dvm360’s top veterinary dentistry tips from 2017

dvm360’s top veterinary dentistry tips from 2017

On a scale from “Just cutting your teeth” to “Long in the tooth,” how would you rate your veterinary dentistry skills and expertise? Regardless of where you land, we’re willing to bet there’s a tip on this list that’ll benefit you and your patients.
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Dec 21, 2017
By dvm360.com staff

We’ve probed dvm360.com’s content to find our favorite veterinary dentistry tips from the past year. Brush up on your knowledge below and on the pages ahead.

A thiol strip being used to demonstrate the presence of plaque. (Courtesy of Dr. Barden Greenfield)Periodontal disease

  • A visual is worth a thousand words in the exam room. Use thiol strips to demonstrate the presence of plaque to clients in a quick, compelling way.

  • To determine the amount of bone loss, use a probe to measure periodontal pocket depths. Radiographs can’t detect cortical bone loss until it reaches 40%, so it’s possible to have significant bone loss before it shows up on a radiograph. Trust those probes!

Read more to fill in the gaps:

Quick tips to get to the root of periodontal disease

 

A postoperative radiograph confirming complete extractions of the affected teeth. The third premolar appears normal. (Courtesy of Dr. Jan Bellows)Tooth extraction and radiography

  • Trying to determine if a tooth has died? Keep in mind that pulp matures as a pet ages, so the narrower the dentin wall and the wider the pulp cavity, the younger the pet. “One way to assess the vitality of a tooth is to radiograph the contralateral tooth to assess pulp cavity width,” says Barden Greenfield, DVM, DAVDC. “Premature maturation, or tooth death, results in a static pulp canal width.”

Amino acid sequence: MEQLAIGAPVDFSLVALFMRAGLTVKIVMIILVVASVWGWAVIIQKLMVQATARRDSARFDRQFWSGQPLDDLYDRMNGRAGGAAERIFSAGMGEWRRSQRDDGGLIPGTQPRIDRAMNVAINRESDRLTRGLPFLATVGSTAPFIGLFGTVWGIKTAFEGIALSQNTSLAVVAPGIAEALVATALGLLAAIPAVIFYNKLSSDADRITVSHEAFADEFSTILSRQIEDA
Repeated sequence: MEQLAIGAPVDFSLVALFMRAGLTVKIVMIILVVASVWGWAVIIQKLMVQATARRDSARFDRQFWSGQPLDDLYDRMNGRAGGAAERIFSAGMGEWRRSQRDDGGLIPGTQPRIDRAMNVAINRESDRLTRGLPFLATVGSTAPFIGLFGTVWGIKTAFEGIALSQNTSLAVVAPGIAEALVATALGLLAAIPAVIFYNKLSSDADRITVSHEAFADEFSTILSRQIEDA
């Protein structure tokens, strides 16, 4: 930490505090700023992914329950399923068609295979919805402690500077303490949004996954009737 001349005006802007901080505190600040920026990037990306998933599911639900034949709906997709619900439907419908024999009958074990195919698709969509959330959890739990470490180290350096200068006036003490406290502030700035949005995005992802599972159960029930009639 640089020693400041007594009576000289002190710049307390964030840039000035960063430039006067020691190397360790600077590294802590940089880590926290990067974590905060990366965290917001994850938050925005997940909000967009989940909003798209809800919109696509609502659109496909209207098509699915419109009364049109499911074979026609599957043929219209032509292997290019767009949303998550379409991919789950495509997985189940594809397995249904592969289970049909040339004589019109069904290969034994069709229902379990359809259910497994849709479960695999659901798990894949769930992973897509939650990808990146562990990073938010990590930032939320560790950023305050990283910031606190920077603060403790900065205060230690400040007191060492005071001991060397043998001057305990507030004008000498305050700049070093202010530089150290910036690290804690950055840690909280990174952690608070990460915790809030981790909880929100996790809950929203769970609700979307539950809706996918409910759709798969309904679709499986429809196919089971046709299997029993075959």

• If you need to extract a tooth, obtain radiographs before and after. “As a radiograph is a legal document, this is the only confirmation that the procedure you charged for was done to completion,” says Dr. Greenfield. “Tooth root fragments and remnants are quite commonly left in the mouth with extractions.”

  • Assemble your radiographs in a way that mimics the natural way the teeth fall in the mouth. This helps you localize any problems.

  • Charge more for your three-rooted teeth extractions because they’re more work! Also, make sure you section these teeth prior to extraction, giving yourself three one-rooted extractions.

  • Don’t charge per radiograph; charge for a full-mouth set, including all postop images, says Dr. Greenfield. If you line-item each image, you might start thinking, “Gosh, we took 15 images and it’s going to be such-and-such price.” Just make it a full-mouth set. Dog, cat, big, whatever—it all comes out in the laundry.

  • After an extraction, prescribe anti-inflammatory drugs, but there’s no need for antibiotics. “If you ask 100 veterinary dentists, you’ll get 100 people telling you, do not use them,” says Dr. Greenfield. “There’s no need. If you’ve done a good surgical procedure, flushed the alveolus out with some saline, good tension-free closure, you’re done.”

Extract more advice: